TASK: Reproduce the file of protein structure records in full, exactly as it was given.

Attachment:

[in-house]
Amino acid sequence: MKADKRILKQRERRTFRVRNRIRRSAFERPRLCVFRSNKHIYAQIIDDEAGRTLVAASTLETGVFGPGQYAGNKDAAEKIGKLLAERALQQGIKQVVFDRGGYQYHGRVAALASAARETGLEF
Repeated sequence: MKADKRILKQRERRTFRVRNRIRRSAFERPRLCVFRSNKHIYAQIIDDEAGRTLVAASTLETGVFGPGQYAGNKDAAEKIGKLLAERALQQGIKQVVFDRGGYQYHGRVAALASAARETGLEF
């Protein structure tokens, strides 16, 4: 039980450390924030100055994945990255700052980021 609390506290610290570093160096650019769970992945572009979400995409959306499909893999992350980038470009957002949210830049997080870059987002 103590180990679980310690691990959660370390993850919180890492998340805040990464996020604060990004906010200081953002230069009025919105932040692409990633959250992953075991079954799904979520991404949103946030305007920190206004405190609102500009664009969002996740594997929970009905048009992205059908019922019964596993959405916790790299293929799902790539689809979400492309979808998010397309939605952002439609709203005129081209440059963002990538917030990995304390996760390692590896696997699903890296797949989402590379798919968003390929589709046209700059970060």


[in-house]
Amino acid sequence: MKADKRILKQRERRTFRVRNRIRRSAFERPRLCVFRSNKHIYAQIIDDEAGRTLVAASTLETGVFGPGQYAGNKDAAEKIGKLLAERALQQGIKQVVFDRGGYQYHGRVAALASAARETGLEF
Repeated sequence: MKADKRILKQRERRTFRVRNRIRRSAFERPRLCVFRSNKHIYAQIIDDEAGRTLVAASTLETGVFGPGQYAGNKDAAEKIGKLLAERALQQGIKQVVFDRGGYQYHGRVAALASAARETGLEF
């Protein structure tokens, strides 16, 4: 039980450390924030100055994945990255700052980021 609390506290610290570093160096650019769970992945572009979400995409959306499909893999992350980038470009957002949210830049997080870059987002 103590180990679980310690691990959660370390993850919180890492998340805040990464996020604060990004906010200081953002230069009025919105932040692409990633959250992953075991079954799904979520991404949103946030305007920190206004405190609102500009664009969002996740594997929970009905048009992205059908019922019964596993959405916790790299293929799902790539689809979400492309979808998010397309939605952002439609709203005129081209440059963002990538917030990995304390996760390692590896696997699903890296797949989402590379798919968003390929589709046209700059970060």